JUNO INVESTING ©

A Sense Of Place

JUNO INVESTING ©
A Sense Of Place

 

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SUMMER 2017

By Jacqueline Taylor

Hawke’s Bay is making a name for itself in local produce and ingredients. And the new chef at Craggy Range’s Terroir restaurant is making good use of all the region offers. Jacqueline Taylor investigates.

After 10 years working abroad in Michelin-starred restaurants in London and San Francisco, plus hatted restaurants in Melbourne, chef Casey McDonald felt a desire to return to the region he married in. 

When the position of head chef arose at Craggy Range’s Terroir restaurant, just outside Havelock North, McDonald was eager to pursue it.

Sheltered under the escarpment of the mighty Te Mata Peak, The Giants complex at Craggy Range – home to Terroir restaurant and Cellar Door – sits nestled amongst chardonnay vines, overlooking a large pond and expansive lawns.

The property also boasts plentiful garden beds, and bordering them are feijoa, citrus, and olive orchards. It was this bounty that inspired McDonald to lead the kitchen at Terroir.

Already recognised for its world-class visitor experiences and award-winning wines, Craggy Range boasts a reputation of excellence. But McDonald felt he could further that by showcasing the best of Hawke’s Bay in his new menu, to create a world-class dining experience.

After starting in September, McDonald is already well on his way to achieving that.

Keeping it local

McDonald has a passion for locally sourced products, and the food he creates reflects what the region offers – from the sea, to the hills, the vines, and the garden. Building relationships with local suppliers has been a big part of his first months at Terroir.

“Keeping it local gives you that point of difference when producing dishes. There are so many opportunities in
Hawke’s Bay.”

Many of McDonald’s dishes use local produce. He has already mastered making his own salt, butter and potato bread using local resources, and every dish includes something from the Craggy Range kitchen gardens.

Going forward, McDonald wants his entire menu to “boldly reflect Hawke’s Bay”, and celebrate the best of the region.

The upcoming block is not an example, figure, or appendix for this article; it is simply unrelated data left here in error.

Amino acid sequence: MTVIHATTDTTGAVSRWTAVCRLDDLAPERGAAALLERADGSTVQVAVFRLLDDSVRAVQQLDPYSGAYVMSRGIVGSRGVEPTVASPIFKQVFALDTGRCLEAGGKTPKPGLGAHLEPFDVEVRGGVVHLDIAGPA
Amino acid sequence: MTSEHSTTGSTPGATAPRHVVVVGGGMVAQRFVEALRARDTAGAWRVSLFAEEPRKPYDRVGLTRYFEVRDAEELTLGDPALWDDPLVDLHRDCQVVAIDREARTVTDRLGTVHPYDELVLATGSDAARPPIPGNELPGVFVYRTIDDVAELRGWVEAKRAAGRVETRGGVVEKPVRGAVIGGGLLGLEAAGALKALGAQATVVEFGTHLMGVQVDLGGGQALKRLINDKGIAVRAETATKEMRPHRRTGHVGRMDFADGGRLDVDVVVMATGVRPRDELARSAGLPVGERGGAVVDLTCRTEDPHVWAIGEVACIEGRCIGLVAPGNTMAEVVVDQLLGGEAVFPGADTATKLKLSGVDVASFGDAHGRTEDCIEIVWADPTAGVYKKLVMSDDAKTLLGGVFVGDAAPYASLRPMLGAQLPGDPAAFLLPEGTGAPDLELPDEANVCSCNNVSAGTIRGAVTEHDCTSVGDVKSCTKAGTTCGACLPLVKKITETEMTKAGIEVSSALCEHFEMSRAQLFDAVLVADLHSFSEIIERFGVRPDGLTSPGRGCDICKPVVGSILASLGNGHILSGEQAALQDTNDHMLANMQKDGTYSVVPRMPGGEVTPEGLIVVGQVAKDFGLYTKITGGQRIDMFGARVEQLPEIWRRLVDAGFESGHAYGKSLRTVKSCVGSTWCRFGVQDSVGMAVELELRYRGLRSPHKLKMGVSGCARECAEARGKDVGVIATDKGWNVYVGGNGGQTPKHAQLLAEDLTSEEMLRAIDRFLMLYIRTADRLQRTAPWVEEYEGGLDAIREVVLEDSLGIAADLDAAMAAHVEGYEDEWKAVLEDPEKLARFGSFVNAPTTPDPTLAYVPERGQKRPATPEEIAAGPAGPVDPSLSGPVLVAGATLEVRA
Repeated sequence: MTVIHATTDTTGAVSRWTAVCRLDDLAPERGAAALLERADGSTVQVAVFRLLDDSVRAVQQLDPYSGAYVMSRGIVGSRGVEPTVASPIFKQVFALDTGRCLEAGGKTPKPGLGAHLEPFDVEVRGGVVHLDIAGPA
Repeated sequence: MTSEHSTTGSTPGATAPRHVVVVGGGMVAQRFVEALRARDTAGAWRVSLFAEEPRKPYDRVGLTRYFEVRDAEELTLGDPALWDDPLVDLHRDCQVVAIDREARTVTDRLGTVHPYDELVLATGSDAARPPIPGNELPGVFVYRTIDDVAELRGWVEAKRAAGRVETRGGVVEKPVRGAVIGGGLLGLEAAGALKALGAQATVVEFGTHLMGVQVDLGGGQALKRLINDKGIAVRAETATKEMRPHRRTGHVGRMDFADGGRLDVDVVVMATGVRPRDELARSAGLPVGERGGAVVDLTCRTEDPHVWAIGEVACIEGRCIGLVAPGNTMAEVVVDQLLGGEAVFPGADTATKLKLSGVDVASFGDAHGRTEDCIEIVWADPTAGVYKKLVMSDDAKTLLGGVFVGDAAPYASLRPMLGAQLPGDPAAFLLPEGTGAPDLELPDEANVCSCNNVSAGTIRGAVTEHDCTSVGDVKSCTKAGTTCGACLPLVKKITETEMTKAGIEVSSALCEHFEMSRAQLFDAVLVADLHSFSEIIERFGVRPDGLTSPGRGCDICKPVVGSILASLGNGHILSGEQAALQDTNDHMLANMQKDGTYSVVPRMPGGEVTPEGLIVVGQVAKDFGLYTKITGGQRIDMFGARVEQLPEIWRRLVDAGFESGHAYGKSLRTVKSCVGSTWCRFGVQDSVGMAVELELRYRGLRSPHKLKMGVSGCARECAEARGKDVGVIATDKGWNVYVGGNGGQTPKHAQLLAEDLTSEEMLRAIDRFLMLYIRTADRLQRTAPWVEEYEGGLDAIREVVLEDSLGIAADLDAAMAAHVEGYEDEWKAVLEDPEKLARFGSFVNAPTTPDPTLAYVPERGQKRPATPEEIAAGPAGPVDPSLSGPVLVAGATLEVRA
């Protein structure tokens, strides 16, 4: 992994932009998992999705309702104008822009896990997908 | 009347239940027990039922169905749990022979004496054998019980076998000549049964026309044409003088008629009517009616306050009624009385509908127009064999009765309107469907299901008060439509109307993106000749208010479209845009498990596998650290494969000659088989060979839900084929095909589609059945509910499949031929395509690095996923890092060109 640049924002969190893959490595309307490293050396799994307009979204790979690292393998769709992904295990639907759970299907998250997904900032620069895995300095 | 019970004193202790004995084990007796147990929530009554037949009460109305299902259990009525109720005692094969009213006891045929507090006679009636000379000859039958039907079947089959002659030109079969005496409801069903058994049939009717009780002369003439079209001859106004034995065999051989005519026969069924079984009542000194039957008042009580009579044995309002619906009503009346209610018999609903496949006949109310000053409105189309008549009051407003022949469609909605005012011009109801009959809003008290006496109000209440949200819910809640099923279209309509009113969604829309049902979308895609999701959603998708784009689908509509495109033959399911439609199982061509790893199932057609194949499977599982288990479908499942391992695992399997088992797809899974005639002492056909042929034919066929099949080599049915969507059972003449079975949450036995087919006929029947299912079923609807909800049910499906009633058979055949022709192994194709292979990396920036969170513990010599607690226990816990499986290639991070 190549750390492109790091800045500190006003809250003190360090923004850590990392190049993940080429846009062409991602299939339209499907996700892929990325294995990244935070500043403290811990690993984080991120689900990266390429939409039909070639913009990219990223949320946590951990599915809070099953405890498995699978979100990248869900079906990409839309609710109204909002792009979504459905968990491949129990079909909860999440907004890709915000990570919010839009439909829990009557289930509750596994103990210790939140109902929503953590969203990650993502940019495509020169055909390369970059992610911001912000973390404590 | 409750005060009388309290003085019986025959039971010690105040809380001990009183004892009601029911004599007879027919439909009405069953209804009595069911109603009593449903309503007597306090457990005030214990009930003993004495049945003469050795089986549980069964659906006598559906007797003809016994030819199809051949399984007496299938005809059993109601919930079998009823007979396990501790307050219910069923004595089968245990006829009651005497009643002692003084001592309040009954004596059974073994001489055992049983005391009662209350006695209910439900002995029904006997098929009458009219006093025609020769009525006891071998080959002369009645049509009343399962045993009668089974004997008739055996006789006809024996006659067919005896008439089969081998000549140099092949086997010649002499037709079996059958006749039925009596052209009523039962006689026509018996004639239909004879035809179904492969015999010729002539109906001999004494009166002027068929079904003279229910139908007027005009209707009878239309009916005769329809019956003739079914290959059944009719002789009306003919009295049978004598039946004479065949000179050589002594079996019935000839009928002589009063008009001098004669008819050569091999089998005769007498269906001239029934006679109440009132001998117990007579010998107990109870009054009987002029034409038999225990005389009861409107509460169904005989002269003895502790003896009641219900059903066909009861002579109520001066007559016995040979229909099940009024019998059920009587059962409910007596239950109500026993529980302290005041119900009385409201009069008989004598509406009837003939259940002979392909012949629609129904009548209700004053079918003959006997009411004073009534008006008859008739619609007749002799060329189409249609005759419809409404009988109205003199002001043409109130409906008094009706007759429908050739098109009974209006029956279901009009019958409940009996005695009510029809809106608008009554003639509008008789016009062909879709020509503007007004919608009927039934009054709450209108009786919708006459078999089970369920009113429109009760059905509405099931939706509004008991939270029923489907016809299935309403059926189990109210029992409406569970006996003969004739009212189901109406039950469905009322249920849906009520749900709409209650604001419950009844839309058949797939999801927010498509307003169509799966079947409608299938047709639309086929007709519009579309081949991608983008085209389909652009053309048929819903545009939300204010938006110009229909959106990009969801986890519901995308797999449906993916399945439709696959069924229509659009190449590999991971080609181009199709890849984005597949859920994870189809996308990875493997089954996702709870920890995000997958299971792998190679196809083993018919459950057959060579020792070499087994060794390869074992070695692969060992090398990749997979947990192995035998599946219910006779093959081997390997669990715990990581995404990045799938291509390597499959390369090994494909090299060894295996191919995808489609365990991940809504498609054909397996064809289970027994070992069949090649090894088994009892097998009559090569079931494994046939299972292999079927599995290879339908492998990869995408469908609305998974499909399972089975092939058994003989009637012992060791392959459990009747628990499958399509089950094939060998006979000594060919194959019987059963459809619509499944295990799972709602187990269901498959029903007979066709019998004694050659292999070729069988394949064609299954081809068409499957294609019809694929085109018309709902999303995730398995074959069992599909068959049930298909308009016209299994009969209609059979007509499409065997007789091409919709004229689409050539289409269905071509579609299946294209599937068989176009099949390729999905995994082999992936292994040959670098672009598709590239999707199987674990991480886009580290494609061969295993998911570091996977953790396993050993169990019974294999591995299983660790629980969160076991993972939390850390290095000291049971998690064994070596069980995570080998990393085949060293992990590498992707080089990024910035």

Simplicity is key

As well as keeping the menu local, simplicity is also essential to McDonald.

“The style is also important. Keeping it simple highlights the product.”

Paua fritters wrapped in horseradish leaf from the garden, smoked Hohepa halloumi with vine-smoked beetroot and burnt honey, and Cape Kidnappers snapper with peas and mussels – these are just some of his dishes where style and simplicity complement locally sourced produce.

But McDonald’s signature dish is the perfect example of how simplicity can be award-winning. Local milk-fed lamb is wrapped in vine leaves, buried deep in salt and placed into the woodfire till the casing is as hard as a brick. With a personal presentation to the table, McDonald wows diners by cracking open the salt case to reveal the succulent lamb leg beneath. 

Simplicity is also reflected in McDonald’s preparation of menus, and each service differs.

“I love cooking and I enjoy the fact that each day the menu changes, based on what comes in the door from the producers. I enjoy being kept on my toes – there’s a different energy gained from that.”

A new look

Terroir restaurant will be undergoing a full renovation and refit over the 2018 winter period to accompany the brand-new cellar door (opened end of November).

With a more informal design, there is a vision for Terroir to be a place where you can come to eat again and again, a place that delivers outstanding local food, a place you can stay at for as long as you like, and a place that celebrates the region.

McDonald will continue to develop and perfect his dishes at Terroir until his menus truly reflect a ‘sense of place’, a full expression of Hawke’s Bay, offering visitors a dining experience like no other.

craggyrange.com